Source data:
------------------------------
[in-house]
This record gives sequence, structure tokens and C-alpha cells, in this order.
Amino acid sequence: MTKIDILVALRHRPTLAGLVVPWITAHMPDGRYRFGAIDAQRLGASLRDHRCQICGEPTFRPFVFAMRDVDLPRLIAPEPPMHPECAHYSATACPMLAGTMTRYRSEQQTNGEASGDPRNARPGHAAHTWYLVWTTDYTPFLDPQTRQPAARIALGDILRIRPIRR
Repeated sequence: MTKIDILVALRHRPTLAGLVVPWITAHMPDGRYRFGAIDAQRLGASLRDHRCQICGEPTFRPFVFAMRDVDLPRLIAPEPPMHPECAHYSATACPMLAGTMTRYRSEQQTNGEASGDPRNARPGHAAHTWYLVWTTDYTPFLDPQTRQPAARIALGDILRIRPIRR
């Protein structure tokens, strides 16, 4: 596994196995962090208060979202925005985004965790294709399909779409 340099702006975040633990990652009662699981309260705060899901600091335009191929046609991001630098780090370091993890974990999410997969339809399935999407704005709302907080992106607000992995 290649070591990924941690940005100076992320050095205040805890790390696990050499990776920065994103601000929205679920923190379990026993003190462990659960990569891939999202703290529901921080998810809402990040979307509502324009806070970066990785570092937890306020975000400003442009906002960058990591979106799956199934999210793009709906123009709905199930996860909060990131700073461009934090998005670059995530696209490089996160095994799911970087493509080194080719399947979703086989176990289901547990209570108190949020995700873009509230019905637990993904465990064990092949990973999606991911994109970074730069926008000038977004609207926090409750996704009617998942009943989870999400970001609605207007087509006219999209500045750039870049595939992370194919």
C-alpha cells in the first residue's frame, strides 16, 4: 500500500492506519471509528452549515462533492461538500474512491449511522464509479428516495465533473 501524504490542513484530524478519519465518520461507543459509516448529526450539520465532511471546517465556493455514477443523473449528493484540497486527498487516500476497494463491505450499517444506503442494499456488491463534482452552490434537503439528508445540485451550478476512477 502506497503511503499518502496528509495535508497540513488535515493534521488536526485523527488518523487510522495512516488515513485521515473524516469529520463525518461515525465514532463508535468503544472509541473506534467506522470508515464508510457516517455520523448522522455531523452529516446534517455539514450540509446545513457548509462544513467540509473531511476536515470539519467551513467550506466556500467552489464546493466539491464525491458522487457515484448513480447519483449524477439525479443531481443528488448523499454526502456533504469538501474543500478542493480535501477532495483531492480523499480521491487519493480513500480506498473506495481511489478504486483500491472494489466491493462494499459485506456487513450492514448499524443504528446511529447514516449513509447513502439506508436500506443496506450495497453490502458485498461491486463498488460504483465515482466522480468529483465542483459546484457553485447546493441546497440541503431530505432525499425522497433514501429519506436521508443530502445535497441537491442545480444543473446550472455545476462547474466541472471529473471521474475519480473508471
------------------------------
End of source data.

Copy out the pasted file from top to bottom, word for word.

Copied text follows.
[in-house]
This record gives sequence, structure tokens and C-alpha cells, in this order.
Amino acid sequence: MTKIDILVALRHRPTLAGLVVPWITAHMPDGRYRFGAIDAQRLGASLRDHRCQICGEPTFRPFVFAMRDVDLPRLIAPEPPMHPECAHYSATACPMLAGTMTRYRSEQQTNGEASGDPRNARPGHAAHTWYLVWTTDYTPFLDPQTRQPAARIALGDILRIRPIRR
Repeated sequence: MTKIDILVALRHRPTLAGLVVPWITAHMPDGRYRFGAIDAQRLGASLRDHRCQICGEPTFRPFVFAMRDVDLPRLIAPEPPMHPECAHYSATACPMLAGTMTRYRSEQQTNGEASGDPRNARPGHAAHTWYLVWTTDYTPFLDPQTRQPAARIALGDILRIRPIRR
């Protein structure tokens, strides 16, 4: 596994196995962090208060979202925005985004965790294709399909779409 340099702006975040633990990652009662699981309260705060899901600091335009191929046609991001630098780090370091993890974990999410997969339809399935999407704005709302907080992106607000992995 290649070591990924941690940005100076992320050095205040805890790390696990050499990776920065994103601000929205679920923190379990026993003190462990659960990569891939999202703290529901921080998810809402990040979307509502324009806070970066990785570092937890306020975000400003442009906002960058990591979106799956199934999210793009709906123009709905199930996860909060990131700073461009934090998005670059995530696209490089996160095994799911970087493509080194080719399947979703086989176990289901547990209570108190949020995700873009509230019905637990993904465990064990092949990973999606991911994109970074730069926008000038977004609207926090409750996704009617998942009943989870999400970001609605207007087509006219999209500045750039870049595939992370194919």
C-alpha cells in the first residue's frame, strides 16, 4: 500500500492506519471509528452549515462533492461538500474512491449511522464509479428516495465533473 501524504490542513484530524478519519465518520461507543459509516448529526450539520465532511471546517465556493455514477443523473449528493484540497486527498487516500476497494463491505450499517444506503442494499456488491463534482452552490434537503439528508445540485451550478476512477 502506497503511503499518502496528509495535508497540513488535515493534521488536526485523527488518523487510522495512516488515513485521515473524516469529520463525518461515525465514532463508535468503544472509541473506534467506522470508515464508510457516517455520523448522522455531523452529516446534517455539514450540509446545513457548509462544513467540509473531511476536515470539519467551513467550506466556500467552489464546493466539491464525491458522487457515484448513480447519483449524477439525479443531481443528488448523499454526502456533504469538501474543500478542493480535501477532495483531492480523499480521491487519493480513500480506498473506495481511489478504486483500491472494489466491493462494499459485506456487513450492514448499524443504528446511529447514516449513509447513502439506508436500506443496506450495497453490502458485498461491486463498488460504483465515482466522480468529483465542483459546484457553485447546493441546497440541503431530505432525499425522497433514501429519506436521508443530502445535497441537491442545480444543473446550472455545476462547474466541472471529473471521474475519480473508471